A roundup of the top news stories in information security this week, including the Locky ransomware making a comeback, Adobe releasing a rare out-of-band patch, and tech giants scrambling to patch a nasty WPA2 vulnerability.
Experts Report Uptick in Locky Attacks Worldwide
Researchers at cybersecurity firm Check Point have noticed an uptick in Locky ransomware attacks in September. There has been an 11.5% increase in attacks on organizations globally, according to the company’s latest Global Threat Impact Index. The ransomware dropped out of the top ten “most wanted” malware ranking since November 2016, but seems to be making a resurgence, putting organizations on alert and proving that existing malware can be just as dangerous as new strains.
Cloudflare Drops Surge Pricing in DDoS Protection Service
The potential attack damage tied to distributed denial-of-service (DDoS) attacks will not be limited after a notable protection service announced it would end its surge pricing. Cloudflare recently announced that it would no longer charge customers additional fees if they were under attack, meaning its customers could all now access unlimited DDoS billing. Although it’s not the only DDoS protection service to make a similar move, this could drastically limit the damage tied to the attacks.
Lenovo Quietly Addresses Flaw Found in All Android Tablets, Vibe and Zuk Phones
Earlier this month, Lenovo quietly patched a critical vulnerability impacting millions of its devices. The company addressed the flaw on October 5 with patches rolled out for all of its Android tablets, Vibe and Zuk phones, and the Moto M M (Xt1663) and Moto E3 (XT1706) model handsets. The flaws are tied to the Lenovo Service Framework, according to a full report by Threat Post.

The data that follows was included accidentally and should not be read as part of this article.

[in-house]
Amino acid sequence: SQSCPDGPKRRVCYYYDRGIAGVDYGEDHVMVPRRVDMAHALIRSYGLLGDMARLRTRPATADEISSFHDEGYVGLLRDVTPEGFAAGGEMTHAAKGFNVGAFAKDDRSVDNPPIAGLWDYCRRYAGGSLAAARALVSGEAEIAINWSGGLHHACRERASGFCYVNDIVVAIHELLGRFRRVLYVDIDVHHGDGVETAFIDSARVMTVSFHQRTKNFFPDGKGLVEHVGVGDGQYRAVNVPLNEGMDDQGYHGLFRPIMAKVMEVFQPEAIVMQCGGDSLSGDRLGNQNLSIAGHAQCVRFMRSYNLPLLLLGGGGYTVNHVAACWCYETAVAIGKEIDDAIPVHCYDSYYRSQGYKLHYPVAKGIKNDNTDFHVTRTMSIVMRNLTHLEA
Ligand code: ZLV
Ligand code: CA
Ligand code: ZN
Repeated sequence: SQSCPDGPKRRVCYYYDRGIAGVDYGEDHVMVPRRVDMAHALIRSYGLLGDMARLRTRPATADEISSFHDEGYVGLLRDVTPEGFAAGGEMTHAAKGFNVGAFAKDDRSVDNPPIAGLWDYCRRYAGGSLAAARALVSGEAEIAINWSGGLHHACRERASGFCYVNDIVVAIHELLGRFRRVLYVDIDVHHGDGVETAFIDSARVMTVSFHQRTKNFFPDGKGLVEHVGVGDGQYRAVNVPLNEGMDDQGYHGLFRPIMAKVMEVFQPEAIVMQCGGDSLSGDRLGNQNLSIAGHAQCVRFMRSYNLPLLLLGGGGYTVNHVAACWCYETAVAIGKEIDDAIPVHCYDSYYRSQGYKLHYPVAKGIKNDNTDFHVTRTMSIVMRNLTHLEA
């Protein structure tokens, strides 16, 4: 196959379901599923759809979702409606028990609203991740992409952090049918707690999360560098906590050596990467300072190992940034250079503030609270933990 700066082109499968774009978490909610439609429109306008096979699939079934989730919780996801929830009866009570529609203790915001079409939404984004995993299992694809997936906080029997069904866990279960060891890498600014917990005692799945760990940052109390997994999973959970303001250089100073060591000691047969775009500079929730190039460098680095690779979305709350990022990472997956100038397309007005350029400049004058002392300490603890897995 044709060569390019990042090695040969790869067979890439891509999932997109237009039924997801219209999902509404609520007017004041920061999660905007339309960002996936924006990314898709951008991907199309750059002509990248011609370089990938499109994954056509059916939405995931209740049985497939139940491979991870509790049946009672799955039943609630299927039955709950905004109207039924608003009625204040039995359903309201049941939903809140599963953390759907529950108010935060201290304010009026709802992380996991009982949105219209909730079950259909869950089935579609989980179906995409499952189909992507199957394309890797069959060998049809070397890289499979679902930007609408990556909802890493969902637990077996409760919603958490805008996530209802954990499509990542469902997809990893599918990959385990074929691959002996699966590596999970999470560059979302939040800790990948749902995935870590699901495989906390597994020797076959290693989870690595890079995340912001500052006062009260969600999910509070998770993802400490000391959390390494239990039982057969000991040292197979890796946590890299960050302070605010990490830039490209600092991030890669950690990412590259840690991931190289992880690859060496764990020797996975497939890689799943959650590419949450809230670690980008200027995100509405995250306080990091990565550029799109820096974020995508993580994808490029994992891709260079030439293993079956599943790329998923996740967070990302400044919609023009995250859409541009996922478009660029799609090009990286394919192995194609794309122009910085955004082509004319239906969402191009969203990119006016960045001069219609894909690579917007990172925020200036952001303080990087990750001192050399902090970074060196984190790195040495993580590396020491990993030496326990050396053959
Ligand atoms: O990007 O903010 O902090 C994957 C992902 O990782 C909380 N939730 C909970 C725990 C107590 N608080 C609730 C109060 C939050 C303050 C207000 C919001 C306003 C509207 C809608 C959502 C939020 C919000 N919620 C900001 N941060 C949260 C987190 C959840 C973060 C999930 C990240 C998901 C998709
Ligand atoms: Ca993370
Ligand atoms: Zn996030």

Adobe Releases Out-of-Band Patch for Flash
While Adobe didn’t address any vulnerabilities on Patch Tuesday this month, six days following the monthly cycle the company issued an out-of-band patch for Flash. The vulnerability addressed, CVE-2017-11292, could allow for remote code execution, and was given a “critical” severity rating. The flaw affects Flash on both browsers and desktop players found on Mac, Linux, Windows, and Chrome OS.
Tech Companies Rush to Address Seriously WPA2 Vulnerability
The serious vulnerability found in the WPA2 encryption protocol and disclosed by a security researcher this week has tech giants dashing to address it. While Microsoft has already issued a security patch to address the infamous KRACK flaw in Windows 7, Windows 8, Windows 8.1 and Windows 8.2, other tech companies like Apple and Google are still working on it.
Google Bolsters Gmail Security for Journalists and Government Officials
Google announced on Tuesday that stronger security protections would be rolled out for a small set of users that include journalists and government officials. The protections for the high-risk users were announced as part of its Advanced Protection Program which the company says are its strongest security features to date. Signing up for the program means continuous security updates and patches for vulnerabilities discovered in the tech giant’s email service.
Sockbot Malware Leverages Google Play Store to Propagate, Grow Botnet
A new strain of mobile malware has made its way into the Google Play Store with the aim of infecting mobile devices and adding them to botnets that launch distributed denial-of-service (DDoS) attacks. Researchers at Symantec discovered the malware, dubbed Sockbot, in malicious found in the store. The apps have been downloaded between 600,000 and 2.6 million times respectively.
Google’s New Bug Bounty Program Aims to Clean Up Mobile Apps
The Google Play store has seen its fair share of malicious applications, but the tech giant has introduced a new bug bounty program aimed at cleaning up the marketplace. Security experts that identify Android app flaws can earn at least $1,000 for each flaw discovered under the new initiative announced on Thursday. Google has partnered with HackerOne, the popular bug bounty program management website, to target a list of apps and flaws.
FTC Urged to Investigate Smartwatches for Kids
Research conducted by the Norwegian Consumer Council and security firm Mnemonic reveals that several brands of smartwatches made for kids can be easily compromised. U.S. privacy groups are now urging the Federal Trade Commission (FTC) to look into the makers of the smartwatches. After testing the devices, Mnemonic said that the vulnerabilities found in them are “not technically difficult to exploit.”